When shooting Bokeh, set your lens to the lowest aperture, called "maximum aperture."
Set your camera to aperture priority mode, and put the "F" value to the lowest number possible.
You can do this by rotating the front dial counterclockwise on a Nikon DSLR
Turn the camera to "M" for manual on Canon, and hit "Q" for quick mode, and then transform the dial to the left until you can't reach the lower value of "F."
4. Choose the right method to shoot blurred lights Bokeh
Bokeh is made by a tiny bit of light blurring. If your image doesn't have any small light sources—such as sunlight filtering through trees, street lights, or even the Christmas lights in the distance—you can’t instill bokeh effects video.
For instance, you can create a small light source by setting up candles or Christmas lights in an indoor space. The only concern is to make a distinction between dark and light areas in your image’s background.
5. This is How to Place a Subject for Bokeh Photography
Please choose a subject that is a decent distance from the background, or move it as far as possible to achieve background blur.
For instance, there are trees in the background while shooting a portrait, don’t put the person close-up against the tree for bokeh. Instead, place them at an actual distance from the trees so that they can appear as a blurred, soft bokeh background.
If you need a video bokeh background after shooting, you can use some video editing software to add them or the tilt-off effect in post-production directly. Here, we will discuss the steps of how to do that in Filmora.
Filmora is one of the popularly used video editing software among video editors. Its user-friendly interface enables green-hands to start video editing promptly. Besides, you can find many free filters, pre-programmed elements, and effects, so you can directly use them without looking for templates and presets somewhere else.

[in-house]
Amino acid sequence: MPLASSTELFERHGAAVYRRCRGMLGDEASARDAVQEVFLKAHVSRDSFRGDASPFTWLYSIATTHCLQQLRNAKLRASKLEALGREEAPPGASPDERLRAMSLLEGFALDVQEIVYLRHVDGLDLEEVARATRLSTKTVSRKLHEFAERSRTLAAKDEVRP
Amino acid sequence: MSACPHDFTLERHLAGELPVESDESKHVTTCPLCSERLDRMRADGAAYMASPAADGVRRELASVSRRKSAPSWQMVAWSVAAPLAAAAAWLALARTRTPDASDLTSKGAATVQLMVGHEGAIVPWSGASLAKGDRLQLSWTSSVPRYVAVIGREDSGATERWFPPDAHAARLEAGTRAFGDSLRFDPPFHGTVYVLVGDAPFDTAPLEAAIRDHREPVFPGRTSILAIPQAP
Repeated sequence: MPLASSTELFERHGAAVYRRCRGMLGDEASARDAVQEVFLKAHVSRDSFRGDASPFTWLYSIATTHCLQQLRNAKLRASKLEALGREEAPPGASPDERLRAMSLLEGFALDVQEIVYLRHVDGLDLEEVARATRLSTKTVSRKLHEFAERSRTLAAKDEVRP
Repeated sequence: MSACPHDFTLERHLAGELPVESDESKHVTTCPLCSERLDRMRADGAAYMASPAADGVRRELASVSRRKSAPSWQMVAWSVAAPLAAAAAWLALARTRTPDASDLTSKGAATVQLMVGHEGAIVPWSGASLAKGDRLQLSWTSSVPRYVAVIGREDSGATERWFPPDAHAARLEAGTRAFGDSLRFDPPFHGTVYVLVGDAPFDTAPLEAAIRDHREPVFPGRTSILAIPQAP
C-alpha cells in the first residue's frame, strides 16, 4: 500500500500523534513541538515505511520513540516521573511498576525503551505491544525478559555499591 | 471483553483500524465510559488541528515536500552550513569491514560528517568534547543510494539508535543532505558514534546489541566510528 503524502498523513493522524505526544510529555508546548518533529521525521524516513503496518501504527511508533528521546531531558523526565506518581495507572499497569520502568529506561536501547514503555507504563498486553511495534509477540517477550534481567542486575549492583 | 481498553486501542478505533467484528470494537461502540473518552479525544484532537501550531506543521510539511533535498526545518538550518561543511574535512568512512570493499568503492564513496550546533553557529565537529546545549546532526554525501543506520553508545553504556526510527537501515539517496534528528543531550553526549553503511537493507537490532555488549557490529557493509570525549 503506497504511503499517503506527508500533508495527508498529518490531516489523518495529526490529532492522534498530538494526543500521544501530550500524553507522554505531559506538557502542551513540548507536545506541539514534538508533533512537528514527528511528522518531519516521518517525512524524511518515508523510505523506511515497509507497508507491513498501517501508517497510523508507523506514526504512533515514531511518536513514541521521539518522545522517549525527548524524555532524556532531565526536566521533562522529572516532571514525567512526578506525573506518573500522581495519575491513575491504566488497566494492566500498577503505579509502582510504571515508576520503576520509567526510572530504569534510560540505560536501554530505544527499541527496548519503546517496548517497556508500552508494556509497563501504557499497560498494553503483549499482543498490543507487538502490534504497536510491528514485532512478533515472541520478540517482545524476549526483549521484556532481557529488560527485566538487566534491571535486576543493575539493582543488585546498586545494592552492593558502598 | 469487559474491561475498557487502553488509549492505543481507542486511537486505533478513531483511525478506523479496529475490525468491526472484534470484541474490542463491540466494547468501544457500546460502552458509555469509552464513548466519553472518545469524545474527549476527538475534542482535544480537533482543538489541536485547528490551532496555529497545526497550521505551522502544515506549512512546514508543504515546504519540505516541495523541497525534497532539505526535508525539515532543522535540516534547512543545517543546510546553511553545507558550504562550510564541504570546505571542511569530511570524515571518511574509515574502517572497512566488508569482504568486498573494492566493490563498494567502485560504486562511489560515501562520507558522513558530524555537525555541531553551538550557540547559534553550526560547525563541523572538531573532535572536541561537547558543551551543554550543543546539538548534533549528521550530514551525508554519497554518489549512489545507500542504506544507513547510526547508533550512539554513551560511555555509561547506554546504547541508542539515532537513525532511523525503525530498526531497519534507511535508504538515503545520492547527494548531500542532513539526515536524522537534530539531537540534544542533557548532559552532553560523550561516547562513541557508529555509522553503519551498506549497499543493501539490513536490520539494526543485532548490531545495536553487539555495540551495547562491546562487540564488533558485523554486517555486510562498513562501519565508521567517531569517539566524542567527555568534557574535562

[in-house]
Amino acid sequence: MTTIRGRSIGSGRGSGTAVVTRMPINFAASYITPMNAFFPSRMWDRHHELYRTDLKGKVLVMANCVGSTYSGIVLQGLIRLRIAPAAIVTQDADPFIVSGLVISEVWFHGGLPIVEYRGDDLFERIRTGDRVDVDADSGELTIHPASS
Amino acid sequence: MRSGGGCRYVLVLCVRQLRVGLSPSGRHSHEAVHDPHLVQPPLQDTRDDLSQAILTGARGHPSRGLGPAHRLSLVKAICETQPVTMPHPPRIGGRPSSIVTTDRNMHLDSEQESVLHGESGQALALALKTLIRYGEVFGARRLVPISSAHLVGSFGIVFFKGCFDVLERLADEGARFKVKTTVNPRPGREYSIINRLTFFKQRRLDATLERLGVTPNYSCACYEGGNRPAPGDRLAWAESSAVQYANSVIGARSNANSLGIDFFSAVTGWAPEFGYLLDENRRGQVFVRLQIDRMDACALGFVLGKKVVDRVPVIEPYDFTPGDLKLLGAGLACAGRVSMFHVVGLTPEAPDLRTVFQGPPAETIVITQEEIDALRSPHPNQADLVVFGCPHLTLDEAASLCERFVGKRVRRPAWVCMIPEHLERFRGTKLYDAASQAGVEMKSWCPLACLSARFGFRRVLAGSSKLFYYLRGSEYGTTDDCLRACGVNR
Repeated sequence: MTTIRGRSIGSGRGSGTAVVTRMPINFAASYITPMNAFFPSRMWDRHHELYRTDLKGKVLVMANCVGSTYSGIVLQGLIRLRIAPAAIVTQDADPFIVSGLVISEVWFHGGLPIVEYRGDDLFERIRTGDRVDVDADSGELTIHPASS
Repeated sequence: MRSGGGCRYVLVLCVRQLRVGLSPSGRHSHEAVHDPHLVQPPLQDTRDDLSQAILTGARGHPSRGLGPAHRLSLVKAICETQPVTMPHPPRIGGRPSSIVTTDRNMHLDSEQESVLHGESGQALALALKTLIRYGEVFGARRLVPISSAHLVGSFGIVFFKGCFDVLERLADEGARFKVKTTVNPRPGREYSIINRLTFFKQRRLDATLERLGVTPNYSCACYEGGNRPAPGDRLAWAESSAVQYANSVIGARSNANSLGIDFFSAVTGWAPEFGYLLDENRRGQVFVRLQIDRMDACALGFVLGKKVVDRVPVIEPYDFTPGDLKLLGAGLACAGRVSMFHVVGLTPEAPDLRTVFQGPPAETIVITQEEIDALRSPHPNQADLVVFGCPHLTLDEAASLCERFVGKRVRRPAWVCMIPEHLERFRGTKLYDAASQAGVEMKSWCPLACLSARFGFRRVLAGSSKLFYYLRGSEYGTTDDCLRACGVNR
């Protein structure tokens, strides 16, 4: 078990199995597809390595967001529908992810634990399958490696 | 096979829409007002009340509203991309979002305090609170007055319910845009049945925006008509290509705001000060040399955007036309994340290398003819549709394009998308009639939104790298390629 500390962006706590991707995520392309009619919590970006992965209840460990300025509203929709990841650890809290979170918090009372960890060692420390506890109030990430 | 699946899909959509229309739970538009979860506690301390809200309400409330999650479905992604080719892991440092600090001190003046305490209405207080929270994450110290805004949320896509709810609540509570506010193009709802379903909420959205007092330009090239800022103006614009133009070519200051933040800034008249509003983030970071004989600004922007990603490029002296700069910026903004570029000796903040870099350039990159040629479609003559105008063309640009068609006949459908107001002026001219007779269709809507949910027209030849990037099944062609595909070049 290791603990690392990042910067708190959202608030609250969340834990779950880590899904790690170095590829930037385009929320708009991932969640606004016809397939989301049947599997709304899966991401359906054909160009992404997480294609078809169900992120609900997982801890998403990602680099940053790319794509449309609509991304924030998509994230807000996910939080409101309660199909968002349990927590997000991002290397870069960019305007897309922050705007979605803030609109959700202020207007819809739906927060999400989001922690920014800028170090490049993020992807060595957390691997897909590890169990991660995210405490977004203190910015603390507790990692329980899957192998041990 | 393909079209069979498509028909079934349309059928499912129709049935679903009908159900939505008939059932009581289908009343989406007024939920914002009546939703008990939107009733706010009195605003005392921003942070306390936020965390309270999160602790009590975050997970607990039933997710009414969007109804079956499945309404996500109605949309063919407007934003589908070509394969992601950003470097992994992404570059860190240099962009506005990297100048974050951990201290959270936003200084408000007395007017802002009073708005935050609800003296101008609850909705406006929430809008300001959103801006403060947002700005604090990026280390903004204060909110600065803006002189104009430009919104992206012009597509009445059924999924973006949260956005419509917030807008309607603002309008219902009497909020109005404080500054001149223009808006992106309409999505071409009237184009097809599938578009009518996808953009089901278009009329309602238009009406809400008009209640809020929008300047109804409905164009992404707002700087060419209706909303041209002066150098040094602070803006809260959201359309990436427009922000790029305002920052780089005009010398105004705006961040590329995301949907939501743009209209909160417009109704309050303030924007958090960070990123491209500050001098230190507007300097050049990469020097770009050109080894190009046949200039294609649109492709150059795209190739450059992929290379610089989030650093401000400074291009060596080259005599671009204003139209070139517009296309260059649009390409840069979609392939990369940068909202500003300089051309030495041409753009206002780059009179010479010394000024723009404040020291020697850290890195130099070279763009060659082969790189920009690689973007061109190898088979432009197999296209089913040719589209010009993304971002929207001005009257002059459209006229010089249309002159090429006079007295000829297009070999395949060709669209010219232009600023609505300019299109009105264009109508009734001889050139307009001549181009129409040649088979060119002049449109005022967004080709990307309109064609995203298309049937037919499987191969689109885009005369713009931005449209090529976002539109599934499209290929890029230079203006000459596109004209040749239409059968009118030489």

Add Bokeh Filter to Video in Filmora
Within Filmora, you will find 20 plus bokeh effects in the filters and overlays section. You can easily look for them by typing bokeh in the Effects search bar.
Note: If you need more visual effects, go to the Filmstock effects store.
Double click the bokeh effect and preview the result. If you find it suitable for the video, drop it to the track right above it. And the bokeh overlay or filter will be automatically applied to the video.
All in all, it is the easiest way to beautify your images and videos with the inbuilt bokeh effects of Filmora.
1 – Which lens is best for the bokeh effect?
The lens with fewer blades and more blades is best for creating bokeh effects while serving different purposes.
2 – What is a bad bokeh?
An example of bad Bokeh might be an image in which the foreground subject and the background are slightly out of focus and blurry.
3 – What causes Bad bokeh?
The process of how you set up the subject of an image to the foreground and background determines the bad bokeh.
While this may seem daunting initially, capturing bokeh effects is surprisingly easy once you get the hang of it. As with many techniques of Photography, experiment with your equipment and see what works best. Still, there are easiest methods as well to do the same thing.
Don't worry much about the technical concerns of this effect, as you can use a specific video editor like Wondershare Filmora to achieve the same effect with simplicity.